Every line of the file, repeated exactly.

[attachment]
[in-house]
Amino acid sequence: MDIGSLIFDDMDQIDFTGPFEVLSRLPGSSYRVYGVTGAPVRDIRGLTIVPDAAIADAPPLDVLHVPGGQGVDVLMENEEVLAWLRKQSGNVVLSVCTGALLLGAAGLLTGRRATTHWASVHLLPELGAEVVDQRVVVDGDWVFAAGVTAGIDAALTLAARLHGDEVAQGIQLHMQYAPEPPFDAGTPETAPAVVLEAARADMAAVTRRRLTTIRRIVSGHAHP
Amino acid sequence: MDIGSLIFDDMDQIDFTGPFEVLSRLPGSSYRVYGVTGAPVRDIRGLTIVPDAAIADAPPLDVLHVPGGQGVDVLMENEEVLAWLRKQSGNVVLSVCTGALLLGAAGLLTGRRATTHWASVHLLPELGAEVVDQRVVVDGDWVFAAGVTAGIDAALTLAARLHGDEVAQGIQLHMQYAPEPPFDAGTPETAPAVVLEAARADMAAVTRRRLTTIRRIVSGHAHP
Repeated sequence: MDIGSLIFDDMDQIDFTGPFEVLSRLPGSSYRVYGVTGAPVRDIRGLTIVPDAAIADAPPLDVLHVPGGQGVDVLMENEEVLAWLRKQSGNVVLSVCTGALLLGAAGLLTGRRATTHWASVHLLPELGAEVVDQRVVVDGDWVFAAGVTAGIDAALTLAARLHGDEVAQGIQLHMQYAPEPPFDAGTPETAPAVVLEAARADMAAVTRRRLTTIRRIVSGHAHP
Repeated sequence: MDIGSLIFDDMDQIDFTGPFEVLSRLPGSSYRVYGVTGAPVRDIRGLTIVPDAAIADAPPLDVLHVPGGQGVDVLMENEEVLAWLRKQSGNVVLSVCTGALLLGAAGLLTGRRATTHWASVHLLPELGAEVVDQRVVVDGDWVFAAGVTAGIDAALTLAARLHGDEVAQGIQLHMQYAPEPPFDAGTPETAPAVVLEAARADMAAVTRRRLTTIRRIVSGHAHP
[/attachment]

[in-house]
Amino acid sequence: MDIGSLIFDDMDQIDFTGPFEVLSRLPGSSYRVYGVTGAPVRDIRGLTIVPDAAIADAPPLDVLHVPGGQGVDVLMENEEVLAWLRKQSGNVVLSVCTGALLLGAAGLLTGRRATTHWASVHLLPELGAEVVDQRVVVDGDWVFAAGVTAGIDAALTLAARLHGDEVAQGIQLHMQYAPEPPFDAGTPETAPAVVLEAARADMAAVTRRRLTTIRRIVSGHAHP
Amino acid sequence: MDIGSLIFDDMDQIDFTGPFEVLSRLPGSSYRVYGVTGAPVRDIRGLTIVPDAAIADAPPLDVLHVPGGQGVDVLMENEEVLAWLRKQSGNVVLSVCTGALLLGAAGLLTGRRATTHWASVHLLPELGAEVVDQRVVVDGDWVFAAGVTAGIDAALTLAARLHGDEVAQGIQLHMQYAPEPPFDAGTPETAPAVVLEAARADMAAVTRRRLTTIRRIVSGHAHP
Repeated sequence: MDIGSLIFDDMDQIDFTGPFEVLSRLPGSSYRVYGVTGAPVRDIRGLTIVPDAAIADAPPLDVLHVPGGQGVDVLMENEEVLAWLRKQSGNVVLSVCTGALLLGAAGLLTGRRATTHWASVHLLPELGAEVVDQRVVVDGDWVFAAGVTAGIDAALTLAARLHGDEVAQGIQLHMQYAPEPPFDAGTPETAPAVVLEAARADMAAVTRRRLTTIRRIVSGHAHP
Repeated sequence: MDIGSLIFDDMDQIDFTGPFEVLSRLPGSSYRVYGVTGAPVRDIRGLTIVPDAAIADAPPLDVLHVPGGQGVDVLMENEEVLAWLRKQSGNVVLSVCTGALLLGAAGLLTGRRATTHWASVHLLPELGAEVVDQRVVVDGDWVFAAGVTAGIDAALTLAARLHGDEVAQGIQLHMQYAPEPPFDAGTPETAPAVVLEAARADMAAVTRRRLTTIRRIVSGHAHP